FACT CHECK: Do The Taliban Control Nearly 45 Percent Of Afghanistan?
Al Jazeera News claimed on Twitter that “the Taliban controls nearly 45 percent of Afghanistan.”
— Al Jazeera News (@AJENews) November 1, 2018
The Taliban control or influence up to 13 percent of the districts in Afghanistan. They contest a significant portion of the rest of the country.
The Taliban are an Islamic fundamentalist group that has been waging war against the Afghan government and allied forces for nearly two decades. From 1996 to 2001, they controlled most of Afghanistan, but were driven from power in 2001 by a U.S.-led invasion.
A new report from the Special Inspector General for Afghanistan Reconstruction (SIGAR) shows that the Afghan government has lost ground to the Taliban in recent years. Al Jazeera linked to an article about the report in its tweet, but it mischaracterized the report’s findings.
SIGAR found that only 12 percent of districts in Afghanistan are under “insurgent control or influence” as of July 2018. Ten of Afghanistan’s 407 districts are under direct insurgent control, it found, while another 39 are under the “influence” of insurgents. This is for all insurgents, of which the Taliban are the predominant group.
The Afghan government has control or influence of 226 districts, or 55.5 percent of the country, the lowest figure since SIGAR began analyzing district-level data in November 2015.
The report states that the remaining 32 percent of districts are “contested,” meaning that neither the government nor the insurgents exert control or influence. The tweet from Al Jazeera likely conflated the number of contested districts with the number of districts controlled or influenced by insurgents, as they add up to 45 percent of all districts when combined.
The number of districts under the control of the Afghan government has dropped from 63 percent of all districts in August 2016 to 56 percent as of the latest report. Over the same time frame, the number of districts under insurgent control or influence grew from 8 percent to 12 percent, while the number of contested districts grew from 29 percent to 32 percent.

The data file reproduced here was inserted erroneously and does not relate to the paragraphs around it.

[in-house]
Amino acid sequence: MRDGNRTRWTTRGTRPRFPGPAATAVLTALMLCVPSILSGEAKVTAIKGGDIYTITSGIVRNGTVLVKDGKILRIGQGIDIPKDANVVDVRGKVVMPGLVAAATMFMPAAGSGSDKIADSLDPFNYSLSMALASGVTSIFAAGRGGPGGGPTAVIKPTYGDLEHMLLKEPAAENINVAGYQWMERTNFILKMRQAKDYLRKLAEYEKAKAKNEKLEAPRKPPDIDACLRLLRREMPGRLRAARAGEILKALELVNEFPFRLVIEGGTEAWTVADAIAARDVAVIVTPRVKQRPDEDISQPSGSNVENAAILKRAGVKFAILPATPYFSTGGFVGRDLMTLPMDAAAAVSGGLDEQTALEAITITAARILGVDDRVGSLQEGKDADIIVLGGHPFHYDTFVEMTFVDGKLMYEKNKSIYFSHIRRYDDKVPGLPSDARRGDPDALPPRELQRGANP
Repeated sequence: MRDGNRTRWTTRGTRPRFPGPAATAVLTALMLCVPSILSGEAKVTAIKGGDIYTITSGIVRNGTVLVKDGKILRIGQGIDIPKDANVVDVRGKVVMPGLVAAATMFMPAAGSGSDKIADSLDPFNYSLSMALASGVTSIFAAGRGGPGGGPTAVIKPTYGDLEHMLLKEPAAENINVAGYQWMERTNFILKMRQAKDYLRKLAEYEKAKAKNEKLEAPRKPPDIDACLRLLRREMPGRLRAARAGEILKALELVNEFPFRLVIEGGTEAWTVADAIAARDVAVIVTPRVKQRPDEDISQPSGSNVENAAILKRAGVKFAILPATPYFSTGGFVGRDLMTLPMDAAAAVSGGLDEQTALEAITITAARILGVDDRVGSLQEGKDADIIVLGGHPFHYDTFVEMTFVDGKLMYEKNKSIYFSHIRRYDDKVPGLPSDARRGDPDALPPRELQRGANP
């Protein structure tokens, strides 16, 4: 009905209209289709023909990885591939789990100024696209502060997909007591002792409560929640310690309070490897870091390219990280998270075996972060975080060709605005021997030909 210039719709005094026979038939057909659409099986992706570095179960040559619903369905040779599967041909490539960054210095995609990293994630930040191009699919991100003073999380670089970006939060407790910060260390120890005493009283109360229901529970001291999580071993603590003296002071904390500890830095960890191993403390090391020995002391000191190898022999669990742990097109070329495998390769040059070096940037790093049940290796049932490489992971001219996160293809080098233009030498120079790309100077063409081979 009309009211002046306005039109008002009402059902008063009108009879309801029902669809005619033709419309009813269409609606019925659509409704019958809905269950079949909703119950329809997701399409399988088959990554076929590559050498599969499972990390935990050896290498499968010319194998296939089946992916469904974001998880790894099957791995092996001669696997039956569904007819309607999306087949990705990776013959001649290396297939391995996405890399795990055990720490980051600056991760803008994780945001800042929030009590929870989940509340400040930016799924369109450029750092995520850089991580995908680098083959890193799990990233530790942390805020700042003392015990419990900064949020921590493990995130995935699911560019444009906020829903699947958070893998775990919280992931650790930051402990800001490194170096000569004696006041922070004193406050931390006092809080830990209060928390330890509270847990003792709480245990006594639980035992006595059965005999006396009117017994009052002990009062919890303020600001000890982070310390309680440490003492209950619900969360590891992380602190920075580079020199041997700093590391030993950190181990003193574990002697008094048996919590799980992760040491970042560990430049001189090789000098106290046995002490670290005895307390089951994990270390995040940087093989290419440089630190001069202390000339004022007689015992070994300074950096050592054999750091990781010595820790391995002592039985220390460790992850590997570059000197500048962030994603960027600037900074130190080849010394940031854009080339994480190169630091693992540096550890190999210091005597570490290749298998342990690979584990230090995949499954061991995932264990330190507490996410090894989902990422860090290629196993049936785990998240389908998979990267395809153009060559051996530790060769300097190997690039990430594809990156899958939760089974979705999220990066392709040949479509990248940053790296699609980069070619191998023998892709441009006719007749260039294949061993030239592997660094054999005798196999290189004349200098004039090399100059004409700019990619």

Afghan government forces are not only losing ground but also troops.”The average number of ANDSF (Afghan forces) casualties from May 1 to October 1, 2018, is the greatest it has ever been during like periods,” reads the report.
While the exact number of casualties is classified, Secretary of Defense James Mattis said Oct. 30 while speaking at the U.S. Institute of Peace that Afghan forces had suffered more than 1,000 casualties in August and September alone.
A study done by the Foundation for Defense of Democracies (FDD) suggests the situation is worse than SIGAR has been reporting. FDD reported in its Long War Journal that 50 percent of the districts in Afghanistan are contested, compared to the 32 percent put forward by SIGAR.
The Long War Journal also found that just over half of Afghanistan’s population lives outside of government controlled areas, whereas SIGAR reports that 35 percent lives in districts that are contested, controlled or influenced by insurgents.
FDD says that the Taliban are in control of 13 percent of all districts.
“The Taliban is better organized and more motivated than Afghan forces. The Taliban uses its mastery of the rural areas of Afghanistan to take the fight to the Afghan forces. The sanctuary in Pakistan and the support of the Pakistan state is critical,” Bill Roggio, a senior fellow at FDD, told The Daily Caller News Foundation in an email. “Additionally, I believe the Afghan people have become apathetic and disenchanted with the Afghan government due to issues such as the government’s inability to protect them from the Taliban, corruption, and poor governance in general.”
Studies done by The Long War Journal suggest that a number of the districts listed by SIGAR as controlled by or under the influence of the Afghan government are, in fact, either contested or under Taliban control. Back in August, The New York Times reported that seven districts effectively captured by the Taliban in Ghazni province were not listed as being under Taliban control in military reports.
The U.S. military has had troops in Afghanistan since 2001, making it the longest foreign war in American history.
Al Jazeera did not respond to a request for comment.
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